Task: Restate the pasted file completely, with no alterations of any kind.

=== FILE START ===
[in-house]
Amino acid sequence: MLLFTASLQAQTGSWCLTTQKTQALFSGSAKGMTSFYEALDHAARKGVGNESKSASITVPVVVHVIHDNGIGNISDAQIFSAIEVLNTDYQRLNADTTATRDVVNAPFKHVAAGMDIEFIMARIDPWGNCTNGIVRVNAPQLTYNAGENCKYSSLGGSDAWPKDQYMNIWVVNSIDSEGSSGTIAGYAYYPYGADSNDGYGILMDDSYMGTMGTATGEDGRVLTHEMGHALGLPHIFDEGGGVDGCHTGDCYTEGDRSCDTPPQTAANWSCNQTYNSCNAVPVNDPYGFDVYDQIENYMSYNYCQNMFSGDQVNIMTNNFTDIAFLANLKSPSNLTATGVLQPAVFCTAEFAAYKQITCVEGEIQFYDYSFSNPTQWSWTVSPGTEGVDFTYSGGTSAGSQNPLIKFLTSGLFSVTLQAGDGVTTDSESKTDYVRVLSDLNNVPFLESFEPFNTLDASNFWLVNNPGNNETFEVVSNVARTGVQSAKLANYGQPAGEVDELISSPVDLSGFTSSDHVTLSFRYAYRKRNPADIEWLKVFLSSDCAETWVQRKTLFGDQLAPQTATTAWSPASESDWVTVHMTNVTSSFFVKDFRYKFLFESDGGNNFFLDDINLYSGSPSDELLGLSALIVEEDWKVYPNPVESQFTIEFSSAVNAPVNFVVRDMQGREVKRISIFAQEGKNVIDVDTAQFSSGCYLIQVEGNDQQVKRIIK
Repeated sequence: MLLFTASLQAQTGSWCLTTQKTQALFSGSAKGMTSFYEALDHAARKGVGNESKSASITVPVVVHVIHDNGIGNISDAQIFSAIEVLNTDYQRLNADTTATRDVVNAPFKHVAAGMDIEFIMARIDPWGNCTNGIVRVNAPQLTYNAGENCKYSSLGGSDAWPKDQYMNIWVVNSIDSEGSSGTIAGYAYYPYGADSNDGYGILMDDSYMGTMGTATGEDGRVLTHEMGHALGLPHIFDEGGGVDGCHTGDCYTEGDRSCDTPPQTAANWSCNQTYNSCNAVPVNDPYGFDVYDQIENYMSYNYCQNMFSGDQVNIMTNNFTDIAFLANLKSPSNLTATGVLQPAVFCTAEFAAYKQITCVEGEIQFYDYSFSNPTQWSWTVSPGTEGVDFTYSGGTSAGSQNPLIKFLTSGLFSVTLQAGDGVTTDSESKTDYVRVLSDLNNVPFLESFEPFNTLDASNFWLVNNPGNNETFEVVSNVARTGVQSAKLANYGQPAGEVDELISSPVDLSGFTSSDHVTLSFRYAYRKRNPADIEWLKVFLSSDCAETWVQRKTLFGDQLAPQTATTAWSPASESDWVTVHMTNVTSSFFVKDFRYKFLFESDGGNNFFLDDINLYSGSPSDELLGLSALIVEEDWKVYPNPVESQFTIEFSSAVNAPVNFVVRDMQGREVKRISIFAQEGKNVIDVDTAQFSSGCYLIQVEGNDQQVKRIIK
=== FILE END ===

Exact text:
[in-house]
Amino acid sequence: MLLFTASLQAQTGSWCLTTQKTQALFSGSAKGMTSFYEALDHAARKGVGNESKSASITVPVVVHVIHDNGIGNISDAQIFSAIEVLNTDYQRLNADTTATRDVVNAPFKHVAAGMDIEFIMARIDPWGNCTNGIVRVNAPQLTYNAGENCKYSSLGGSDAWPKDQYMNIWVVNSIDSEGSSGTIAGYAYYPYGADSNDGYGILMDDSYMGTMGTATGEDGRVLTHEMGHALGLPHIFDEGGGVDGCHTGDCYTEGDRSCDTPPQTAANWSCNQTYNSCNAVPVNDPYGFDVYDQIENYMSYNYCQNMFSGDQVNIMTNNFTDIAFLANLKSPSNLTATGVLQPAVFCTAEFAAYKQITCVEGEIQFYDYSFSNPTQWSWTVSPGTEGVDFTYSGGTSAGSQNPLIKFLTSGLFSVTLQAGDGVTTDSESKTDYVRVLSDLNNVPFLESFEPFNTLDASNFWLVNNPGNNETFEVVSNVARTGVQSAKLANYGQPAGEVDELISSPVDLSGFTSSDHVTLSFRYAYRKRNPADIEWLKVFLSSDCAETWVQRKTLFGDQLAPQTATTAWSPASESDWVTVHMTNVTSSFFVKDFRYKFLFESDGGNNFFLDDINLYSGSPSDELLGLSALIVEEDWKVYPNPVESQFTIEFSSAVNAPVNFVVRDMQGREVKRISIFAQEGKNVIDVDTAQFSSGCYLIQVEGNDQQVKRIIK
Repeated sequence: MLLFTASLQAQTGSWCLTTQKTQALFSGSAKGMTSFYEALDHAARKGVGNESKSASITVPVVVHVIHDNGIGNISDAQIFSAIEVLNTDYQRLNADTTATRDVVNAPFKHVAAGMDIEFIMARIDPWGNCTNGIVRVNAPQLTYNAGENCKYSSLGGSDAWPKDQYMNIWVVNSIDSEGSSGTIAGYAYYPYGADSNDGYGILMDDSYMGTMGTATGEDGRVLTHEMGHALGLPHIFDEGGGVDGCHTGDCYTEGDRSCDTPPQTAANWSCNQTYNSCNAVPVNDPYGFDVYDQIENYMSYNYCQNMFSGDQVNIMTNNFTDIAFLANLKSPSNLTATGVLQPAVFCTAEFAAYKQITCVEGEIQFYDYSFSNPTQWSWTVSPGTEGVDFTYSGGTSAGSQNPLIKFLTSGLFSVTLQAGDGVTTDSESKTDYVRVLSDLNNVPFLESFEPFNTLDASNFWLVNNPGNNETFEVVSNVARTGVQSAKLANYGQPAGEVDELISSPVDLSGFTSSDHVTLSFRYAYRKRNPADIEWLKVFLSSDCAETWVQRKTLFGDQLAPQTATTAWSPASESDWVTVHMTNVTSSFFVKDFRYKFLFESDGGNNFFLDDINLYSGSPSDELLGLSALIVEEDWKVYPNPVESQFTIEFSSAVNAPVNFVVRDMQGREVKRISIFAQEGKNVIDVDTAQFSSGCYLIQVEGNDQQVKRIIK